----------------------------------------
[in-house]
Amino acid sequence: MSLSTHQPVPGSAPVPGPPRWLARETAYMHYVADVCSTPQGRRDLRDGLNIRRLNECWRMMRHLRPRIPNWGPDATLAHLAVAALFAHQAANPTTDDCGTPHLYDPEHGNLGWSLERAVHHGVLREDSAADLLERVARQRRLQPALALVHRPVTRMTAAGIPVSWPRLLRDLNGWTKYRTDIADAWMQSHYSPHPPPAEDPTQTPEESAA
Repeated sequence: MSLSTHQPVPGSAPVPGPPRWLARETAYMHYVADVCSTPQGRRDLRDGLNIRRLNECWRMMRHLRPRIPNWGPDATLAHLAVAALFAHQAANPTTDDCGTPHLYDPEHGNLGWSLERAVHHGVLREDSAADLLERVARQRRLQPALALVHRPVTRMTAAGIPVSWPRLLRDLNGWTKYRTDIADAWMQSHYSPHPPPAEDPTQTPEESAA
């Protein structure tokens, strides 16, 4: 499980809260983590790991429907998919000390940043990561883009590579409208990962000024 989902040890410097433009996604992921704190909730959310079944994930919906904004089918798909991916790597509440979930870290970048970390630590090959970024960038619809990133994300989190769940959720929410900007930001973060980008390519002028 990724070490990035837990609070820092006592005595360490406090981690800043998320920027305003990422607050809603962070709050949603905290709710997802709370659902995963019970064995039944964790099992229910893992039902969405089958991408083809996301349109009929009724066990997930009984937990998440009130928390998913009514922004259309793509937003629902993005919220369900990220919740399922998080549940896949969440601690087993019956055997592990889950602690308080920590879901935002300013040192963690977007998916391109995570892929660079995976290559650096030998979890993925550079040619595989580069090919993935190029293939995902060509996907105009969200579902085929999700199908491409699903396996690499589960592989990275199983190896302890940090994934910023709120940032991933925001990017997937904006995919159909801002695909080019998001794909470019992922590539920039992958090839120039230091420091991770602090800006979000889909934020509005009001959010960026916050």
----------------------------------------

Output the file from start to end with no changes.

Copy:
[in-house]
Amino acid sequence: MSLSTHQPVPGSAPVPGPPRWLARETAYMHYVADVCSTPQGRRDLRDGLNIRRLNECWRMMRHLRPRIPNWGPDATLAHLAVAALFAHQAANPTTDDCGTPHLYDPEHGNLGWSLERAVHHGVLREDSAADLLERVARQRRLQPALALVHRPVTRMTAAGIPVSWPRLLRDLNGWTKYRTDIADAWMQSHYSPHPPPAEDPTQTPEESAA
Repeated sequence: MSLSTHQPVPGSAPVPGPPRWLARETAYMHYVADVCSTPQGRRDLRDGLNIRRLNECWRMMRHLRPRIPNWGPDATLAHLAVAALFAHQAANPTTDDCGTPHLYDPEHGNLGWSLERAVHHGVLREDSAADLLERVARQRRLQPALALVHRPVTRMTAAGIPVSWPRLLRDLNGWTKYRTDIADAWMQSHYSPHPPPAEDPTQTPEESAA
């Protein structure tokens, strides 16, 4: 499980809260983590790991429907998919000390940043990561883009590579409208990962000024 989902040890410097433009996604992921704190909730959310079944994930919906904004089918798909991916790597509440979930870290970048970390630590090959970024960038619809990133994300989190769940959720929410900007930001973060980008390519002028 990724070490990035837990609070820092006592005595360490406090981690800043998320920027305003990422607050809603962070709050949603905290709710997802709370659902995963019970064995039944964790099992229910893992039902969405089958991408083809996301349109009929009724066990997930009984937990998440009130928390998913009514922004259309793509937003629902993005919220369900990220919740399922998080549940896949969440601690087993019956055997592990889950602690308080920590879901935002300013040192963690977007998916391109995570892929660079995976290559650096030998979890993925550079040619595989580069090919993935190029293939995902060509996907105009969200579902085929999700199908491409699903396996690499589960592989990275199983190896302890940090994934910023709120940032991933925001990017997937904006995919159909801002695909080019998001794909470019992922590539920039992958090839120039230091420091991770602090800006979000889909934020509005009001959010960026916050």